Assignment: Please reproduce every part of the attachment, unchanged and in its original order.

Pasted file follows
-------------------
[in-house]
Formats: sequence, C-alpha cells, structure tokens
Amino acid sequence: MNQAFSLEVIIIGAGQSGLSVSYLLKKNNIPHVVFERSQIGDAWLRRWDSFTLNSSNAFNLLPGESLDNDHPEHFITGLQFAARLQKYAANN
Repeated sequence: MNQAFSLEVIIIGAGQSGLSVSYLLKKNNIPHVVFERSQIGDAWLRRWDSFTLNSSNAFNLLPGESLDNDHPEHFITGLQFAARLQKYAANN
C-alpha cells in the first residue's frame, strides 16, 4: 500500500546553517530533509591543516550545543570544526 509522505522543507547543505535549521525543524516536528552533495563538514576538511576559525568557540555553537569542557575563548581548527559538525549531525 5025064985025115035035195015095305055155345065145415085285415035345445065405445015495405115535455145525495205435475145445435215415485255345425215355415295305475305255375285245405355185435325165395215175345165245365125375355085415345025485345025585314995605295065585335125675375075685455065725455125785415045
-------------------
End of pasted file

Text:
[in-house]
Formats: sequence, C-alpha cells, structure tokens
Amino acid sequence: MNQAFSLEVIIIGAGQSGLSVSYLLKKNNIPHVVFERSQIGDAWLRRWDSFTLNSSNAFNLLPGESLDNDHPEHFITGLQFAARLQKYAANN
Repeated sequence: MNQAFSLEVIIIGAGQSGLSVSYLLKKNNIPHVVFERSQIGDAWLRRWDSFTLNSSNAFNLLPGESLDNDHPEHFITGLQFAARLQKYAANN
C-alpha cells in the first residue's frame, strides 16, 4: 500500500546553517530533509591543516550545543570544526 509522505522543507547543505535549521525543524516536528552533495563538514576538511576559525568557540555553537569542557575563548581548527559538525549531525 5025064985025115035035195015095305055155345065145415085285415035345445065405445015495405115535455145525495205435475145445435215415485255345425215355415295305475305255375285245405355185435325165395215175345165245365125375355085415345025485345025585314995605295065585335125675375075685455065725455125785415045